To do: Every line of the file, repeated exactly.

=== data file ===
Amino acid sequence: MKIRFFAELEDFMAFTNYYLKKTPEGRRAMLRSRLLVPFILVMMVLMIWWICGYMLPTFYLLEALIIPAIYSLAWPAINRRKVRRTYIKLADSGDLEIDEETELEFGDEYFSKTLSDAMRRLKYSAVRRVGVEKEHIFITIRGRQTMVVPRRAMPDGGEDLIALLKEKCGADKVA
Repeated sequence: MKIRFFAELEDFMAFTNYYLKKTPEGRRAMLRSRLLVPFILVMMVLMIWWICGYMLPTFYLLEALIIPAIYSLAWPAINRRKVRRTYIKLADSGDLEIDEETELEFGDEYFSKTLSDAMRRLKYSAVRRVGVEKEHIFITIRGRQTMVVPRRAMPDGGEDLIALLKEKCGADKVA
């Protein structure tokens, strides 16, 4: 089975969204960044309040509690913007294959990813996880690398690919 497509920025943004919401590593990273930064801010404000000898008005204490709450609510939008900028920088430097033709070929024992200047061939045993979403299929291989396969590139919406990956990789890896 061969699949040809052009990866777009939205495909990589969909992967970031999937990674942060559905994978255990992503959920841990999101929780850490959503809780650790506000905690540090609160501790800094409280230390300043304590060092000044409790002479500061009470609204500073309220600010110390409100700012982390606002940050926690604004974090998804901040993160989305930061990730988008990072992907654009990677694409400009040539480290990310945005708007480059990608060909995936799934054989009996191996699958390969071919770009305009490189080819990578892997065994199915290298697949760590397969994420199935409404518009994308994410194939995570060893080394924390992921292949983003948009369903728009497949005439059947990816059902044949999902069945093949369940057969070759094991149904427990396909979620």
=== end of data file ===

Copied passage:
Amino acid sequence: MKIRFFAELEDFMAFTNYYLKKTPEGRRAMLRSRLLVPFILVMMVLMIWWICGYMLPTFYLLEALIIPAIYSLAWPAINRRKVRRTYIKLADSGDLEIDEETELEFGDEYFSKTLSDAMRRLKYSAVRRVGVEKEHIFITIRGRQTMVVPRRAMPDGGEDLIALLKEKCGADKVA
Repeated sequence: MKIRFFAELEDFMAFTNYYLKKTPEGRRAMLRSRLLVPFILVMMVLMIWWICGYMLPTFYLLEALIIPAIYSLAWPAINRRKVRRTYIKLADSGDLEIDEETELEFGDEYFSKTLSDAMRRLKYSAVRRVGVEKEHIFITIRGRQTMVVPRRAMPDGGEDLIALLKEKCGADKVA
């Protein structure tokens, strides 16, 4: 089975969204960044309040509690913007294959990813996880690398690919 497509920025943004919401590593990273930064801010404000000898008005204490709450609510939008900028920088430097033709070929024992200047061939045993979403299929291989396969590139919406990956990789890896 061969699949040809052009990866777009939205495909990589969909992967970031999937990674942060559905994978255990992503959920841990999101929780850490959503809780650790506000905690540090609160501790800094409280230390300043304590060092000044409790002479500061009470609204500073309220600010110390409100700012982390606002940050926690604004974090998804901040993160989305930061990730988008990072992907654009990677694409400009040539480290990310945005708007480059990608060909995936799934054989009996191996699958390969071919770009305009490189080819990578892997065994199915290298697949760590397969994420199935409404518009994308994410194939995570060893080394924390992921292949983003948009369903728009497949005439059947990816059902044949999902069945093949369940057969070759094991149904427990396909979620």